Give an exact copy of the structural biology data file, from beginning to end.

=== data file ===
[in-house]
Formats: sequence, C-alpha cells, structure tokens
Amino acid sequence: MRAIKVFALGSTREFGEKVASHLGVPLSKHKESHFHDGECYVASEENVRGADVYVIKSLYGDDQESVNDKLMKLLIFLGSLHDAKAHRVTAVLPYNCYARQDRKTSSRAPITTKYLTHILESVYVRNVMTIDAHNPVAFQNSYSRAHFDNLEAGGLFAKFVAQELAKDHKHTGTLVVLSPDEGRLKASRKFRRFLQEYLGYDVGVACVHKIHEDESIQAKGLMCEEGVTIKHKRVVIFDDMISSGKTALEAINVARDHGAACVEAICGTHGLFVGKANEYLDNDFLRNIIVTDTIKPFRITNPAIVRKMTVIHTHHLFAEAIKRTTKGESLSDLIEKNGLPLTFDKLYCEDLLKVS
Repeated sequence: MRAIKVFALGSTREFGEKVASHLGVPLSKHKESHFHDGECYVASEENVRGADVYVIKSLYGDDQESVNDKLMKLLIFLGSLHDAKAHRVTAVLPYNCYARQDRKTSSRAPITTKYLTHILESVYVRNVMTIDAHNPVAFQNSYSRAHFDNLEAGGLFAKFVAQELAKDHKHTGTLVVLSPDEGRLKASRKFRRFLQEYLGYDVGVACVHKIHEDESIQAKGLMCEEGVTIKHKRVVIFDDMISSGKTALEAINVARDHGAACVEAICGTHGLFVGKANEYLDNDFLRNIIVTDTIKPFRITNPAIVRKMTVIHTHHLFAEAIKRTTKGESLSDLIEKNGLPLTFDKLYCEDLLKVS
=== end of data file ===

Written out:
[in-house]
Formats: sequence, C-alpha cells, structure tokens
Amino acid sequence: MRAIKVFALGSTREFGEKVASHLGVPLSKHKESHFHDGECYVASEENVRGADVYVIKSLYGDDQESVNDKLMKLLIFLGSLHDAKAHRVTAVLPYNCYARQDRKTSSRAPITTKYLTHILESVYVRNVMTIDAHNPVAFQNSYSRAHFDNLEAGGLFAKFVAQELAKDHKHTGTLVVLSPDEGRLKASRKFRRFLQEYLGYDVGVACVHKIHEDESIQAKGLMCEEGVTIKHKRVVIFDDMISSGKTALEAINVARDHGAACVEAICGTHGLFVGKANEYLDNDFLRNIIVTDTIKPFRITNPAIVRKMTVIHTHHLFAEAIKRTTKGESLSDLIEKNGLPLTFDKLYCEDLLKVS
Repeated sequence: MRAIKVFALGSTREFGEKVASHLGVPLSKHKESHFHDGECYVASEENVRGADVYVIKSLYGDDQESVNDKLMKLLIFLGSLHDAKAHRVTAVLPYNCYARQDRKTSSRAPITTKYLTHILESVYVRNVMTIDAHNPVAFQNSYSRAHFDNLEAGGLFAKFVAQELAKDHKHTGTLVVLSPDEGRLKASRKFRRFLQEYLGYDVGVACVHKIHEDESIQAKGLMCEEGVTIKHKRVVIFDDMISSGKTALEAINVARDHGAACVEAICGTHGLFVGKANEYLDNDFLRNIIVTDTIKPFRITNPAIVRKMTVIHTHHLFAEAIKRTTKGESLSDLIEKNGLPLTFDKLYCEDLLKVS